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Buy bare rooted strawberry plants (Fragaria x ananassa) from James McIntyre & Sons, with all of our strawberry plants grown on our own farm in Blairgowrie, Perthshire, a town well-known for the berries which are produced and is often called the ‘berry capital of the UK’.
All of our strawberries are available as bare rooted plants and can be ordered between late October and late March. When planting, we recommend a distance of 12-18 inches between plants and 2ft between rows.
To keep your strawberry plants in top condition, we recommend regular weeding and applying a mulch yearly to prevent heaving action caused by frost & a yearly dose of general purpose fertiliser.
While the plants will tolerate most soil types and positions, we advise that they’re planted in a sunny & sheltered area and that the soil is enriched with good quality compost or well-rotted manure.
Strawberries are delicious, and a staple of the British Summer, they can be eaten fresh from the plants or used to make jams, preserves, cakes, tarts and ice-creams.
Strawberry Planting, Preparation & Onward Care
Strawberries do best in full sun but can cope with partial shade. The site must be sheltered from both wind & frost. Ideally fresh ground is desirable i.e. ground that has not cropped potatoes or strawberries within the last 10-15 years.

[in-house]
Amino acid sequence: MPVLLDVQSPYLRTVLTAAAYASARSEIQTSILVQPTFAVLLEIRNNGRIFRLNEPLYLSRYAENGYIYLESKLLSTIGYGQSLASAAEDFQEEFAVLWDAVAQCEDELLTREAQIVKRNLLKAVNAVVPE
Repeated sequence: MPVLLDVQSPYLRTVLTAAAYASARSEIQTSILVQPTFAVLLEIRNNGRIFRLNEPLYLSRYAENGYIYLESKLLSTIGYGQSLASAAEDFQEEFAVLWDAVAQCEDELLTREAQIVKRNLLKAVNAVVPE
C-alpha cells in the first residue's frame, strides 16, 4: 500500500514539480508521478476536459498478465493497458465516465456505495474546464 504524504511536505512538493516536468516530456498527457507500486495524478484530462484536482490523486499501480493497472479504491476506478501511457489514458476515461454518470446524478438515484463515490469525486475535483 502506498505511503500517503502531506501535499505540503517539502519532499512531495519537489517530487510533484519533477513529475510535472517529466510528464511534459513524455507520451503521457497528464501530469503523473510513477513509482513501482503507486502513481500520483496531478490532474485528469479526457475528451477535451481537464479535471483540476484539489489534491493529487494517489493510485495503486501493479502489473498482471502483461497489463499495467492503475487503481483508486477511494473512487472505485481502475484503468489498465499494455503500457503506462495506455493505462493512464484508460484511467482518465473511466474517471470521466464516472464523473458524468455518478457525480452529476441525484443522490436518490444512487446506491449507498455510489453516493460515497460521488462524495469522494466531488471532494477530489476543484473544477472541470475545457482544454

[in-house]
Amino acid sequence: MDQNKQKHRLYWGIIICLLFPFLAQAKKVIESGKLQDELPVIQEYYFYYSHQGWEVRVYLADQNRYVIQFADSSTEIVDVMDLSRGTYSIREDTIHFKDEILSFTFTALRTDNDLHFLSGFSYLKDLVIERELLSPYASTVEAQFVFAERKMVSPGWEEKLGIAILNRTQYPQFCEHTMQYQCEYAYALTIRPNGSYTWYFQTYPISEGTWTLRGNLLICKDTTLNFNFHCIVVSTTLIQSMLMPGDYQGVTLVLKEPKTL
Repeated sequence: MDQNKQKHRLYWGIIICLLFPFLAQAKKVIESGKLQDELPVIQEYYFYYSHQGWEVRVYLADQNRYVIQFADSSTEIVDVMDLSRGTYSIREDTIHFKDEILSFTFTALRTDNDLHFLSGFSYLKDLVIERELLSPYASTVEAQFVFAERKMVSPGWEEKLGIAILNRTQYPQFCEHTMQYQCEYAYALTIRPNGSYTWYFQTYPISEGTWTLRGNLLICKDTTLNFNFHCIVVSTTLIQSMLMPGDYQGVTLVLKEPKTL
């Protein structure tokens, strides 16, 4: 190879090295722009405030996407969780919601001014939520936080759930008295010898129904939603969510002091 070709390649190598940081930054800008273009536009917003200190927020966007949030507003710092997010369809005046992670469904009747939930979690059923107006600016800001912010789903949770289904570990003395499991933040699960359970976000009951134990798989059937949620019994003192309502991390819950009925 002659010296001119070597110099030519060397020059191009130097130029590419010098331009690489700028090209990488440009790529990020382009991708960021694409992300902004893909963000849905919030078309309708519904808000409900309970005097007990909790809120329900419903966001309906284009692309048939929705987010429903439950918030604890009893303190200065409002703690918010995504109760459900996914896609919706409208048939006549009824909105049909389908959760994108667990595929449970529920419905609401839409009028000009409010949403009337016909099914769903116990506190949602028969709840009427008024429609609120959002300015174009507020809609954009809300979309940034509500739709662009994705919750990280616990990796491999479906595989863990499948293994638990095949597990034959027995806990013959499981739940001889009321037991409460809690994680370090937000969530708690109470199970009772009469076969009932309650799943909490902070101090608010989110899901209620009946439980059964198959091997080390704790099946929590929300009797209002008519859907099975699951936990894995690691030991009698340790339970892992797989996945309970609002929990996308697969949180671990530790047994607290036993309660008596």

Plant at a distance of 12-18in (30-45cm) apart, and 2ft (60cm) between the rows. When creating the bed, mix in a good dose of compost or well-rotted manure to enrich the soil. Create a small mound in the middle of the bed/planting hole and spread the roots out evenly over it. Ensure that the crown is level with the soil then replace and carefully firm the soil around the roots. Water in well.
This takes place as soon as fruiting has finished. Cut off all leaves to approx. 3in above the crown, also remove any unwanted runners. For ever-bearing varieties, simply remove the old leaves.
Due to their low-growing habit, strawberries run the risk of being swamped with weeds. Ensure this does not happen by regular light hoeing – avoiding the crown areas. During the flowering period, if frost is forecast, it will be necessary to protect the plants. Water in a general purpose fertiliser i.e. Growmore, in March.
Once this is done, apply a mulch such as well-rotted manure or compost in May. Ensure that all weeds are removed & that the soil is moist before mulching. Mulching helps to keep the soil cool & moist as well as keep down the weeds. Bear in mind that it is a good idea to cover the plants when the fruit is beginning to ripe to keep birds at bay.
Most varieties produce runners, these can be removed or allowed to grow and root, creating a mat of plants. Allowing the mat to develop will result in overall higher crop yield than leaving them as individual plants, but maintenance is more laborious.